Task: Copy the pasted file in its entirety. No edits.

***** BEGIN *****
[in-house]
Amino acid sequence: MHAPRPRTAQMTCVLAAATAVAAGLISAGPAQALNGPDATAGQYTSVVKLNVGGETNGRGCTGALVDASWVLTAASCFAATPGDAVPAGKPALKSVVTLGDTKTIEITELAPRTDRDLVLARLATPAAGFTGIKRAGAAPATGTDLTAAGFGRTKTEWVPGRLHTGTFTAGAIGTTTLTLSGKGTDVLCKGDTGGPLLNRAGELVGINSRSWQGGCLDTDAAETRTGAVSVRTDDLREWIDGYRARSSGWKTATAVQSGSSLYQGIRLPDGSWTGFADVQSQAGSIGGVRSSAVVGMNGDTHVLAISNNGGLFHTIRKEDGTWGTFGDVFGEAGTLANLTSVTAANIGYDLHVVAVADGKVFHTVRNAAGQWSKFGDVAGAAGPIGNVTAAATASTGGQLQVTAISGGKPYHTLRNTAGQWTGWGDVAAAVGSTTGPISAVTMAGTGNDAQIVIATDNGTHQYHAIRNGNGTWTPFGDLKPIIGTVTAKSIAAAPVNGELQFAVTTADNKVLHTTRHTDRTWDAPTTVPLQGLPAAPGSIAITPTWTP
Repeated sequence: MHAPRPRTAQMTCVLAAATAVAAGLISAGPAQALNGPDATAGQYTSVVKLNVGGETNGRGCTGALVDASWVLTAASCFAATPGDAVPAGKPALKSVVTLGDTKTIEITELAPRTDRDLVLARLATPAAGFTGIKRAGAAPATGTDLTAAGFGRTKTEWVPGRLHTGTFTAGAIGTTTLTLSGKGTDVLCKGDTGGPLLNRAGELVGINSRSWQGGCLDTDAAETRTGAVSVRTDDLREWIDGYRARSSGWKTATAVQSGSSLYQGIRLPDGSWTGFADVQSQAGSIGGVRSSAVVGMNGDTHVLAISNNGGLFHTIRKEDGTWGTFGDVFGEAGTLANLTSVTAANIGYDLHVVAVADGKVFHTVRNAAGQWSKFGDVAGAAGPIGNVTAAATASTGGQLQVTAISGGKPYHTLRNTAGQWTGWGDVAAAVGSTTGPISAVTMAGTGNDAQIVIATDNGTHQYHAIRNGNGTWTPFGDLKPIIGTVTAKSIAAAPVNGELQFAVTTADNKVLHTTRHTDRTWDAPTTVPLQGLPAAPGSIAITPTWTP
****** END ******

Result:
[in-house]
Amino acid sequence: MHAPRPRTAQMTCVLAAATAVAAGLISAGPAQALNGPDATAGQYTSVVKLNVGGETNGRGCTGALVDASWVLTAASCFAATPGDAVPAGKPALKSVVTLGDTKTIEITELAPRTDRDLVLARLATPAAGFTGIKRAGAAPATGTDLTAAGFGRTKTEWVPGRLHTGTFTAGAIGTTTLTLSGKGTDVLCKGDTGGPLLNRAGELVGINSRSWQGGCLDTDAAETRTGAVSVRTDDLREWIDGYRARSSGWKTATAVQSGSSLYQGIRLPDGSWTGFADVQSQAGSIGGVRSSAVVGMNGDTHVLAISNNGGLFHTIRKEDGTWGTFGDVFGEAGTLANLTSVTAANIGYDLHVVAVADGKVFHTVRNAAGQWSKFGDVAGAAGPIGNVTAAATASTGGQLQVTAISGGKPYHTLRNTAGQWTGWGDVAAAVGSTTGPISAVTMAGTGNDAQIVIATDNGTHQYHAIRNGNGTWTPFGDLKPIIGTVTAKSIAAAPVNGELQFAVTTADNKVLHTTRHTDRTWDAPTTVPLQGLPAAPGSIAITPTWTP
Repeated sequence: MHAPRPRTAQMTCVLAAATAVAAGLISAGPAQALNGPDATAGQYTSVVKLNVGGETNGRGCTGALVDASWVLTAASCFAATPGDAVPAGKPALKSVVTLGDTKTIEITELAPRTDRDLVLARLATPAAGFTGIKRAGAAPATGTDLTAAGFGRTKTEWVPGRLHTGTFTAGAIGTTTLTLSGKGTDVLCKGDTGGPLLNRAGELVGINSRSWQGGCLDTDAAETRTGAVSVRTDDLREWIDGYRARSSGWKTATAVQSGSSLYQGIRLPDGSWTGFADVQSQAGSIGGVRSSAVVGMNGDTHVLAISNNGGLFHTIRKEDGTWGTFGDVFGEAGTLANLTSVTAANIGYDLHVVAVADGKVFHTVRNAAGQWSKFGDVAGAAGPIGNVTAAATASTGGQLQVTAISGGKPYHTLRNTAGQWTGWGDVAAAVGSTTGPISAVTMAGTGNDAQIVIATDNGTHQYHAIRNGNGTWTPFGDLKPIIGTVTAKSIAAAPVNGELQFAVTTADNKVLHTTRHTDRTWDAPTTVPLQGLPAAPGSIAITPTWTP